Galt’s Mill was built in 1813 as a mill complex in Madison Heights and is a two-story brick structure. Other additions to the complex were gradually added, including the Aqueduct, Train Bridge, Railroad, Boathouse, Home House, Miller House, and Millrace and Dam Ruins. Originally, it was over 5 stories high, but during the 1950s lowered its present height. It remained in operation until about 1956. Today, there remain several abandoned houses and structures. The mill sits at the mouth of Stovall Creek (now Beck Creek) on the James River on land patented to George Stovall during the 18th century. The Stovall family also operated a ferry across the James River beginning in 1755. In 1785, the Stovall family sold 340 acres along the river to William Galt who went on to acquire some 1800 acres of land along the river for his mill. William Galt (1753-1825) came to Virginia from Scotland as an itinerant peddler who traveled up and down the James River and built a large complex on the James River and Kanawha Canal. Additionally, the Richmond and Alleghany Railroad line made its stop in the village which had emerged around the mill. At his death, Galt was considered one of the wealthiest men in Virginia.

Oak Lawn

Oak Lawn, also known as Burford House, is located at Madison Heights near Lynchburg in Amherst County. The original section of the clapboard farmhouse was built about 1810 and later enlarged about 1859. It is a two-story, three-bay, frame dwelling with weatherboard siding and four exterior end chimneys. It has Federal and Greek Revival-style design elements. Also on the property is a late-19th century latticed well house. The house and gardens are situated on six acres of land and overlook Tobacco Row Mountain, an outlier of the Blue Ridge Mountains.

Don't Give up the Search for your Ancestors

The research required to find the ancestors can be daunting and satisfying. As we began the work, perhaps we thought it rather boring dealing with names, dates, and places. But it becomes more exciting as we locate old photographs and dig into the history during which our ancestors lived. That is when our relatives become real people. They were the ones who faced the hardships of their times and cleared away the obstacles. They plowed with a mule, drove a tractor, an automobile, an airplane, and then went to the moon. There is no reason to criticize those who fought for American freedom and prepared the way for us…for us, I say…they prepared it for us! They were the ones whose dreams and ideas of a better future have become a reality in this America. And, they were the forerunners of our generation today who now imagines the reality of going to Mars!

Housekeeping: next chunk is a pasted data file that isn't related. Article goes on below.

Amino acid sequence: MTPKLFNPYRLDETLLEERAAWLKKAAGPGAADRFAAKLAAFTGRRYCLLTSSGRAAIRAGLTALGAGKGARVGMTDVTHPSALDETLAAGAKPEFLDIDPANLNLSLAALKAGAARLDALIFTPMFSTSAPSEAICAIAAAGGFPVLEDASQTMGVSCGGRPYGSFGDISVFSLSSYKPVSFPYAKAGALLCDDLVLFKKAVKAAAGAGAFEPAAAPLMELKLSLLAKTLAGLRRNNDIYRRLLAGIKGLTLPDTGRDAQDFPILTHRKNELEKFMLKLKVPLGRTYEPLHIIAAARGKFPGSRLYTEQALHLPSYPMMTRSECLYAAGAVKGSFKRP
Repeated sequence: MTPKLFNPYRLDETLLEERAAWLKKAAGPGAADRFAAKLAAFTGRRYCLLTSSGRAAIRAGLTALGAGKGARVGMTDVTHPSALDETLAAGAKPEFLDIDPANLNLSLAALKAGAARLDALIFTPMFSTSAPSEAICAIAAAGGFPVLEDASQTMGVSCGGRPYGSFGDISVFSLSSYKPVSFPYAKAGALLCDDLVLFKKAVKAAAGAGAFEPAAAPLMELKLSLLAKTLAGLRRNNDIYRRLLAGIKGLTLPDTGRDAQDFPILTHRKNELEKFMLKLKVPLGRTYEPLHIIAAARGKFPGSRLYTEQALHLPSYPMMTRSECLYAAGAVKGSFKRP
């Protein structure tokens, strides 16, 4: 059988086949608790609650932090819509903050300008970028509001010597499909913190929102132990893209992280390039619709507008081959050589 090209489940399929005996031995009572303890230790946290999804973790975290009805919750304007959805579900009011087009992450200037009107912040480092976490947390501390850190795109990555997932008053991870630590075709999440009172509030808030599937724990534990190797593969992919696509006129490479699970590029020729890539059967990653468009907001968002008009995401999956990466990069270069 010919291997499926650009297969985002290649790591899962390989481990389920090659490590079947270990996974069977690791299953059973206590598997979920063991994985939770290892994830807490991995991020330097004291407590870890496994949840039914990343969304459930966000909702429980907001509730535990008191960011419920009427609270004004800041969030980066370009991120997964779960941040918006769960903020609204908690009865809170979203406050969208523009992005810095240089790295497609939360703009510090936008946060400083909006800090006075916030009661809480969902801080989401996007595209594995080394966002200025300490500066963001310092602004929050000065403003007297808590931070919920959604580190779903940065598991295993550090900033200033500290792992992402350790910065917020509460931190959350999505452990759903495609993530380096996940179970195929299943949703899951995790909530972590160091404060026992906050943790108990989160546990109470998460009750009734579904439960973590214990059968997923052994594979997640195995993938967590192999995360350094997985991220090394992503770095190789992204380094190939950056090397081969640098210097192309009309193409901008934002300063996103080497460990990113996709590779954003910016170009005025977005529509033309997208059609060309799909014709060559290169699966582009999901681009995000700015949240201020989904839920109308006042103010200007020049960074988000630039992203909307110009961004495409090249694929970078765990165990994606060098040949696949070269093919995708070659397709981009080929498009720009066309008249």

When the Heirs Appeal Inheritances

When an heir appeals for his inheritance, this means something to the genealogist who views it as clues and further evidence of relationships. When George Pleasants died in 1873, he owned a plantation of 465 acres of land whereon he raised cattle, horses, sheep, and hogs. Part of the acreage, however, 324 acres known as the Gibson tract, was bequeathed to his son, James to be used for the sole support of himself and his family. The other heirs apparently brought suit against the estate charging that the deceased was not of lucid mind when he died. Six years later, the Appellate Court found George Pleasants to be of sound mind. As the decision followed the last will and testament in the will book, it is presumed that there are no further records. However, to acquire further details, the genealogist must proceed to the probate court and research all possible avenues as a result of this appeal. During the 19th century, the Appellate Courts had the power to repeal decisions of the Circuit Court. The Court of Appeals system was not implemented until 1985.